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7 Essays To Read This Week: Changing Names, Instagram Filters, And Boredom

This week, Esther Werdiger wrote about changing her last name when she got married — and how she regrets her choice. Read that and other essays from Racked, The Cut, Vox, and more.

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1. "I Changed My Name When I Got Married and Instantly Regretted It" — BuzzFeed Ideas

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A year after taking her husband's last name, Esther Werdiger is finally beginning to understand why she felt so uneasy about her decision. For BuzzFeed Ideas, she recounts the confusion and anxiety she felt. "I felt as if I’d failed Feminism 101, or something along those lines, and it upset me," Werdiger writes. Read it here.

2. "The Quiet Racism of Instagram Filters" — Racked

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Instagram's numerous skin-lightening filters are problematic when applied to people of color. Morgan Jerkins conducted an experiment, examining the photos of five women before and after they were filtered. She found that the modified images "have both racial and cultural implications." Read her essay at Racked.

3. "No, Queer Women Aren’t 'Just Going Through a Phase'" — BuzzFeed LGBT

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At what stage does curiosity about women, indulged or not, give women the permission to call themselves queer? In a BuzzFeed LGBT essay, Shannon Keating explains how queer women aren't "just experimenting" and asks why female queerness continues to be qualified, belittled, and disbelieved. Read her piece at BuzzFeed LGBT.

4. "I Lost 100 Pounds in a Year. My 'Weight Loss Secret' Is Really Dumb." — Vox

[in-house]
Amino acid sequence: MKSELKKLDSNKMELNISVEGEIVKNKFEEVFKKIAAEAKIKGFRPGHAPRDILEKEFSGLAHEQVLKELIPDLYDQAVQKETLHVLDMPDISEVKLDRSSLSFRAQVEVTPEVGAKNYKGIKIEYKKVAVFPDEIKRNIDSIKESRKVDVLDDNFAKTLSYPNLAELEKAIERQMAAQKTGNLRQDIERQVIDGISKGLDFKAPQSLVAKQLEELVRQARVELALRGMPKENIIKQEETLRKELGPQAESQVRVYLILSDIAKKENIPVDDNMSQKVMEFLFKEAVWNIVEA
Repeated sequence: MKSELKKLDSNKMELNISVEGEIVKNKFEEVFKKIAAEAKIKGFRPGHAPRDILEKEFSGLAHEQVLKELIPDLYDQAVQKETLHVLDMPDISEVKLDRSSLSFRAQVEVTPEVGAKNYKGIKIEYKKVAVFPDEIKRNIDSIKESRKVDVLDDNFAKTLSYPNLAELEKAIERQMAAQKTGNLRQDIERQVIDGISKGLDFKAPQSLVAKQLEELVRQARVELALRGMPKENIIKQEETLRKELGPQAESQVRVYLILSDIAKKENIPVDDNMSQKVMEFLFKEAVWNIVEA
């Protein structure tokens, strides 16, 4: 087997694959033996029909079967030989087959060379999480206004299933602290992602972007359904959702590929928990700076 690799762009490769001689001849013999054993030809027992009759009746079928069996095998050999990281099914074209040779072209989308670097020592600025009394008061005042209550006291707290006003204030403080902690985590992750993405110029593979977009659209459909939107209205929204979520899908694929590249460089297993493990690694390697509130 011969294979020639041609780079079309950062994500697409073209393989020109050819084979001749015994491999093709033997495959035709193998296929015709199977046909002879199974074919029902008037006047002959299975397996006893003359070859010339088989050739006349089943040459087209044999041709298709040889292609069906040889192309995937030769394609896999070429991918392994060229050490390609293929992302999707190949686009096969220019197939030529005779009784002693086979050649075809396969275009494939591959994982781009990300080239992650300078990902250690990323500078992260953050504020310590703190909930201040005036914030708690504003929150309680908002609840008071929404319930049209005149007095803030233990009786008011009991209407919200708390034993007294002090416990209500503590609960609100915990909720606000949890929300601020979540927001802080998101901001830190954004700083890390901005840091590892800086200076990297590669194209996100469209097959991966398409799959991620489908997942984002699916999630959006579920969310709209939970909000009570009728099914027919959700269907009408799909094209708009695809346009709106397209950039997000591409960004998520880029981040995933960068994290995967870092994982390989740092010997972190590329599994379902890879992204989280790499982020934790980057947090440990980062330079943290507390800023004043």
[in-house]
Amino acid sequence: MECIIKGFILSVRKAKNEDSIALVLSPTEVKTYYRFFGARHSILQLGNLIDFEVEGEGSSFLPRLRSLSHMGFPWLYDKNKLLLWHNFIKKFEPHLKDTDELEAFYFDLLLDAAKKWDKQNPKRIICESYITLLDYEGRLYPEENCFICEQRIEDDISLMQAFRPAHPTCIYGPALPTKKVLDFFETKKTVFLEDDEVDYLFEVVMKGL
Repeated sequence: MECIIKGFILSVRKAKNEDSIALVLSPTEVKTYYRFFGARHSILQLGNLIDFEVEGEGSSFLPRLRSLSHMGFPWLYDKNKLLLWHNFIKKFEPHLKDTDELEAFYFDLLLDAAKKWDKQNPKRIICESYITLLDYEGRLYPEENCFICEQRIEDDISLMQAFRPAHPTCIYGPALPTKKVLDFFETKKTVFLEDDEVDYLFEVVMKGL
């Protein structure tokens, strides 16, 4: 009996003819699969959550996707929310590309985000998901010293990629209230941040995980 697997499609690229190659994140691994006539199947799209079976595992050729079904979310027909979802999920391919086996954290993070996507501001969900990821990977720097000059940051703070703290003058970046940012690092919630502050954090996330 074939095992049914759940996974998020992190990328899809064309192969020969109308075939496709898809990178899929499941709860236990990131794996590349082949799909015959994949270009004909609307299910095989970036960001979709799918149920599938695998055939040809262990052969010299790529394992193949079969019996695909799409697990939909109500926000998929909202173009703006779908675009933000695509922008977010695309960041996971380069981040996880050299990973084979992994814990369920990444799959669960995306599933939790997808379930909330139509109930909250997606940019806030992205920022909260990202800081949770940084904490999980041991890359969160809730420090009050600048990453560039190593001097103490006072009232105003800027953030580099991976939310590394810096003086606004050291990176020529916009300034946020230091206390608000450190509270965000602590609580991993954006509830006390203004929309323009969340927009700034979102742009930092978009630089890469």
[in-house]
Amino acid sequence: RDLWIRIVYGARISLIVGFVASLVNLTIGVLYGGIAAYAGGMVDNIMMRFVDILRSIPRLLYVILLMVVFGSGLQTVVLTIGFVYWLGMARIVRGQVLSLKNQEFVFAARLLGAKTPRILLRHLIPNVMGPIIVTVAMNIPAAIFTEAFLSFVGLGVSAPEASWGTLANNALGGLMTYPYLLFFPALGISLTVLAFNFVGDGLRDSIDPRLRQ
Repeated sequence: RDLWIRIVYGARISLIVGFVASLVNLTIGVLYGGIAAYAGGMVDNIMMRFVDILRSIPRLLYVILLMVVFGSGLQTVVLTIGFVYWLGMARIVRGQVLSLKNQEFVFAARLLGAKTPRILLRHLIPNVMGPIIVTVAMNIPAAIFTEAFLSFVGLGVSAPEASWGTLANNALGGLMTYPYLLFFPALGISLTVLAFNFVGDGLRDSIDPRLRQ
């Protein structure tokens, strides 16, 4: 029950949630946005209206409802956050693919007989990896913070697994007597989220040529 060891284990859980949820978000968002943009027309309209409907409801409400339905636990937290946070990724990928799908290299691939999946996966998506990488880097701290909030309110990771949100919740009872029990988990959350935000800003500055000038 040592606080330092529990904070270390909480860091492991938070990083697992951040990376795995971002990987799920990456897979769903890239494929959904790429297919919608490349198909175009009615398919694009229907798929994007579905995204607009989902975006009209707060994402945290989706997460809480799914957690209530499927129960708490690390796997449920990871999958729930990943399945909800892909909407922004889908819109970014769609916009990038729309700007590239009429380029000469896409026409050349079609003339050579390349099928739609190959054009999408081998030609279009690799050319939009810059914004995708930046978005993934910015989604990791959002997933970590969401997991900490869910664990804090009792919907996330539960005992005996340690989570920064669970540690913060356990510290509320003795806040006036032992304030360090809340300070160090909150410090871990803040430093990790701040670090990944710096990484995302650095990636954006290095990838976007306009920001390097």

Javier Zarracina / Via vox.com

After losing 100 pounds in a year, Alasdair Wilkins reflects on what he's learned from the experience. In an essay for Vox, he explains how he's more confident now but wishes he could have found a way to be comfortable in his own body before his transformation. Read it at Vox.

5. "Can We Just, Like, Get Over the Way Women Talk?" — The Cut

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There's been a lot of fuss over the way women talk — and how they ought to change the way they speak in order to be taken seriously. For The Cut, Ann Friedman asks why. "...Are women the ones who need to change?," she writes. "If I’m saying something intelligent and all a listener can hear is the way I’m saying it, whose problem is that?" Read it at The Cut.

6. "Ode to Boredom" — Rookie

Illustration by Sarah Rimington / Via rookiemag.com

For much of her life and especially as she neared adulthood, Anna McConnell feared being a boring person. "I began to dread moments where I might be letting my mind drift ... I identified moments where I wasn’t thinking 'productive' thoughts as 'boring' moments. This isn’t to say that I necessarily felt bored; rather, I felt anxious about being boring," she writes in a Rookie piece. In it, she reflects on her anxieties and reflects on how boredom can actually be a good thing. Read her highly relatable ode to boredom at Rookie.

7. "The Big Open-Ended Question: On Loving and Accepting My Asperger’s" — The Toast

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For years, Magenta Ranero tried to hide her Asperger's. After years of therapy, however, she has realized there is no such thing as "normal" and has begun to accept her disorder. "I try to remember that I’m different, and that difference is also what makes me me," she writes for The Toast. "While I may not have it together all the time, I try hard, and I exist, and I care about people, and that’s what really matters." Read it at The Toast.

Want to read more? Here are some other essays BuzzFeed published this week.

Chloe Angyal wrote about confronting her own eating issues after her boyfriend gained 40 pounds. Karen Onojaife bade goodbye to My Mad Fat Diary. Alanna Okun explained why she's not interested in guys who don't read books by women. Adam Serwer annotated Bill Cosby's famous "Pound Cake" speech. Lucas Mann reflects on the guilt he feels after stealing his brother's death and his father's grief for his memoir. Daysha Edewi broke down what privilege is. And finally, Shannon Keating and Marisa Carroll created a generator of ridiculous euphemisms to describe your queer lady relationships.

Susan Cheng is an editorial assistant for BuzzFeed News and is based in Los Angeles.

Contact Susan Cheng at susan.cheng@buzzfeed.com.

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